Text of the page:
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Directory of Mark Twain's maxims, quotations, and various opinions:

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PRINCIPLES

We all live in the protection of certain cowardices which we call our principles.
- More Maxims of Mark, Johnson, 1927

You cannot have a theory without principles. Principles is another name for prejudices.
- "Literature" speech,
May 4, 1900

Whereas principle is a great and noble protection against showy and degrading vanities and vices, poverty is worth six of it.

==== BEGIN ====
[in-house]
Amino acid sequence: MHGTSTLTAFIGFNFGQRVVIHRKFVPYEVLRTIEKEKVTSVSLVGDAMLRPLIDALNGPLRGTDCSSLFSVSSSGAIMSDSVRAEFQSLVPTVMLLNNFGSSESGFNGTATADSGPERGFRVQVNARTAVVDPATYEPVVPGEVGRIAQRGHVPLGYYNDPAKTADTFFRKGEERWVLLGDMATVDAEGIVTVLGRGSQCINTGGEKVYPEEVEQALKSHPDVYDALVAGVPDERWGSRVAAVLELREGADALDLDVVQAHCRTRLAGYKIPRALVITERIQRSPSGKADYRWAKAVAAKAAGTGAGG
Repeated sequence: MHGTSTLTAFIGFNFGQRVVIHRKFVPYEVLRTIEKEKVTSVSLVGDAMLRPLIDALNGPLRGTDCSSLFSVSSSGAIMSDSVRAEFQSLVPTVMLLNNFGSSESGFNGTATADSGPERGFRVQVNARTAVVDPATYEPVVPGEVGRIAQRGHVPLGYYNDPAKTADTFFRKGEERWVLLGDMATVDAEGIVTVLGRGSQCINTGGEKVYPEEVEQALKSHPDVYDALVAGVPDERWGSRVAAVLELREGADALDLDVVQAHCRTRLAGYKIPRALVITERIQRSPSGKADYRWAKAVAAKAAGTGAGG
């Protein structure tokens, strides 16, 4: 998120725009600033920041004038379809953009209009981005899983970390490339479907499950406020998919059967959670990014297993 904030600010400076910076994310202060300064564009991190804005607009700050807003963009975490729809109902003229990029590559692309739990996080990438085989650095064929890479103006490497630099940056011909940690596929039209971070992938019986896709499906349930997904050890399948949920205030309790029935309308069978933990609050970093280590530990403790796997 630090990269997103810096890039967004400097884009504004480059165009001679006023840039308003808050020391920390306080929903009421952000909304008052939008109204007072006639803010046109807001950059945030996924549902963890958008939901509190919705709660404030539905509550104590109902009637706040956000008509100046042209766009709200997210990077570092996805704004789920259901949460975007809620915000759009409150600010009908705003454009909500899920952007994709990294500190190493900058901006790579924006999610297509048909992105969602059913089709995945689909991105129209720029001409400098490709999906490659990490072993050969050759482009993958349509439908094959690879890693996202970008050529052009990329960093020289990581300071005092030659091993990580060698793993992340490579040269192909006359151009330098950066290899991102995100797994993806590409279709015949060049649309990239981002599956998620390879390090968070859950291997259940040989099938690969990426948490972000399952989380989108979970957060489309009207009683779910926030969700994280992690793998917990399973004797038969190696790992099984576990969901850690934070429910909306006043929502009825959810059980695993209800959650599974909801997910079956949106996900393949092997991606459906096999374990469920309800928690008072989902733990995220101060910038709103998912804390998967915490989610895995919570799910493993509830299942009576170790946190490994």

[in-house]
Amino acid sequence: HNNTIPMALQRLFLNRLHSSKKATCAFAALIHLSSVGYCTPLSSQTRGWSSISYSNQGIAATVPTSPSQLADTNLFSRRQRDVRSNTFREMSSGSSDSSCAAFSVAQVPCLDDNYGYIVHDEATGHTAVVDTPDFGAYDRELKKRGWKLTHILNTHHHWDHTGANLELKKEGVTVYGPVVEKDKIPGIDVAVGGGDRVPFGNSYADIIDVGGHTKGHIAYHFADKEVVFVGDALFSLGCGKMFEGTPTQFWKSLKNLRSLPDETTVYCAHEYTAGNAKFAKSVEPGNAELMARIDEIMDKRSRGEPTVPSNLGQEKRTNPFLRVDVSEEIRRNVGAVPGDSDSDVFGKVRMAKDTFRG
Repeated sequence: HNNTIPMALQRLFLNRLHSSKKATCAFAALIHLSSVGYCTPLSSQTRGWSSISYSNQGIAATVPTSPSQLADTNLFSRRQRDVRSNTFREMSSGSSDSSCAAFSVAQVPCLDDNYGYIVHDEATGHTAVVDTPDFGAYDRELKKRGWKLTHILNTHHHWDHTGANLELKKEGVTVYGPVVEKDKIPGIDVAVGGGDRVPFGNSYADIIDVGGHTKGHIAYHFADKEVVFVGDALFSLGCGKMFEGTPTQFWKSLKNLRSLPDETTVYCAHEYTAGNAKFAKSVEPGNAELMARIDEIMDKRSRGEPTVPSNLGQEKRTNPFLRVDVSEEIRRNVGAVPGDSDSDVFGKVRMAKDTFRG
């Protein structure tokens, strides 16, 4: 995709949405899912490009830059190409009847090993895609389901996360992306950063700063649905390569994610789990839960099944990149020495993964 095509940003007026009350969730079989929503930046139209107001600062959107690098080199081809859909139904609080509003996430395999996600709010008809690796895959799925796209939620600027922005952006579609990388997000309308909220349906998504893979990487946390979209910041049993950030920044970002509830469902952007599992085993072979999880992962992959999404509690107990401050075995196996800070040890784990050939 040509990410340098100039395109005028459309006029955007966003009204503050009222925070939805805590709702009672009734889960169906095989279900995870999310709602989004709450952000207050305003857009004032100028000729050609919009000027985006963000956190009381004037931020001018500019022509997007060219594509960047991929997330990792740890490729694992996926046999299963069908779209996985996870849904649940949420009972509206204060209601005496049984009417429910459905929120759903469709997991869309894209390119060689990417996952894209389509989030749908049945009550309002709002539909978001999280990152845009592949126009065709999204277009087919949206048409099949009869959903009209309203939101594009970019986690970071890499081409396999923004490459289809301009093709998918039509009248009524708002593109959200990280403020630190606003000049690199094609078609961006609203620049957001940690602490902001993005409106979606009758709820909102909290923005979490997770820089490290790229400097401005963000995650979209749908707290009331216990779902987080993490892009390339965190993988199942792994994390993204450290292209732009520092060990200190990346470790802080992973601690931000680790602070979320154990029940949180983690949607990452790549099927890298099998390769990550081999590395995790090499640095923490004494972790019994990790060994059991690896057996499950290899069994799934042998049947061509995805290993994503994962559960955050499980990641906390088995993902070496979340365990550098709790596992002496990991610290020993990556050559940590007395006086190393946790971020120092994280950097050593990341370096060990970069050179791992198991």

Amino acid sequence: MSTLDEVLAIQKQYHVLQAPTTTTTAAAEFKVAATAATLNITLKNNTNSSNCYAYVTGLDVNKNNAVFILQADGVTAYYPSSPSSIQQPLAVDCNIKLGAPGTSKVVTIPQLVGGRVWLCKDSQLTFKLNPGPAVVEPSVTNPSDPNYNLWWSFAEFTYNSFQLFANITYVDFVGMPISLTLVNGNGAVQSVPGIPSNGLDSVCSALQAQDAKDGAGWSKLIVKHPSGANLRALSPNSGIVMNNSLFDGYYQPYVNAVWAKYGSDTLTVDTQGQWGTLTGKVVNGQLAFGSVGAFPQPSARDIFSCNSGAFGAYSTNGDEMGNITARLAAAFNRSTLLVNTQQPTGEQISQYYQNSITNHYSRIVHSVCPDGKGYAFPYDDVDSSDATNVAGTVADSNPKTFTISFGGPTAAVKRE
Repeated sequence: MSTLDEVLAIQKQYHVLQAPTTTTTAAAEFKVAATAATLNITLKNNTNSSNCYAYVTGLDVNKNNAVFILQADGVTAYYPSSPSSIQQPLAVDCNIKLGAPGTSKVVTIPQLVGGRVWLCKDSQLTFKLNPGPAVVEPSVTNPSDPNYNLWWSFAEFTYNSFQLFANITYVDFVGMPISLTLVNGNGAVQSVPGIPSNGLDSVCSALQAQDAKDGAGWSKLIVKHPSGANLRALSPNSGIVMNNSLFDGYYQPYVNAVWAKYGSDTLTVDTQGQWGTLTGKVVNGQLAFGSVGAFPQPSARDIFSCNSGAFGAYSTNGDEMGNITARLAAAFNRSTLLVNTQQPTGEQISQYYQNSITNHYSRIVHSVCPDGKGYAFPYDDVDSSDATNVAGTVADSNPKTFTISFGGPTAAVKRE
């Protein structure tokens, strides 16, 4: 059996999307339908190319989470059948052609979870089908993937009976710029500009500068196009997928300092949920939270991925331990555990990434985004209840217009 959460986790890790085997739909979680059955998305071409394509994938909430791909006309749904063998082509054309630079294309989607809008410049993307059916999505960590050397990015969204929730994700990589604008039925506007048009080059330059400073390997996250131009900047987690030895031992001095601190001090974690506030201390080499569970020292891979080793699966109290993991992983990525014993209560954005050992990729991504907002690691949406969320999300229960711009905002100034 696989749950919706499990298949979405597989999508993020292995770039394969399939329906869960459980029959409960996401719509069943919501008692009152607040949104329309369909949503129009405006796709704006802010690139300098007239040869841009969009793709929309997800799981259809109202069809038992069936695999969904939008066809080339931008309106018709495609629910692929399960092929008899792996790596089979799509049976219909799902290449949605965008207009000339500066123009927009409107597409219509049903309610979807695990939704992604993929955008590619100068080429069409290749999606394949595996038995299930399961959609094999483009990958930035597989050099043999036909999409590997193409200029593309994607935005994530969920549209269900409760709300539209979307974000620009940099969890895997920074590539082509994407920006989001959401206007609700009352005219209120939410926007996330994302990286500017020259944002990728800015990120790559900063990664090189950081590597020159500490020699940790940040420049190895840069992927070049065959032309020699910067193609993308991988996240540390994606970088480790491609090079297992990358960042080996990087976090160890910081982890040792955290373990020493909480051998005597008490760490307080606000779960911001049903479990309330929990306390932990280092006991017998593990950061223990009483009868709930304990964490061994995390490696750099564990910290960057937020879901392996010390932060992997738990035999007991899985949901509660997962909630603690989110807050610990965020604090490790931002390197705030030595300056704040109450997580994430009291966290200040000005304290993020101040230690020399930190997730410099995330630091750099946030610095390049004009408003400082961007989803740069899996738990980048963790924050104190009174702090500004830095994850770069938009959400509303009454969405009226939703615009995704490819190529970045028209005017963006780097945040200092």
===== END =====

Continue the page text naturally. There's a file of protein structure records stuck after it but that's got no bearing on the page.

- "The $30,000 Bequest"

Prosperity is the best protector of principle.
- Following the Equator

 

Mark Twain statue
Mark Twain statue in Riverview Park,
Hannibal, Missouri.
Photo by Dave Thomson, 2005


Principles aren't of much account, anyway, except at election time. After that you hang them up to let them season.
- "The Anti-doughnut Party" speech, 1901

"I was obliged to eat [apples], I was so hungry. It was against my principles, but I find that principles have no real force except when one is well fed..."
- "Extracts from Adams's Diary"

 

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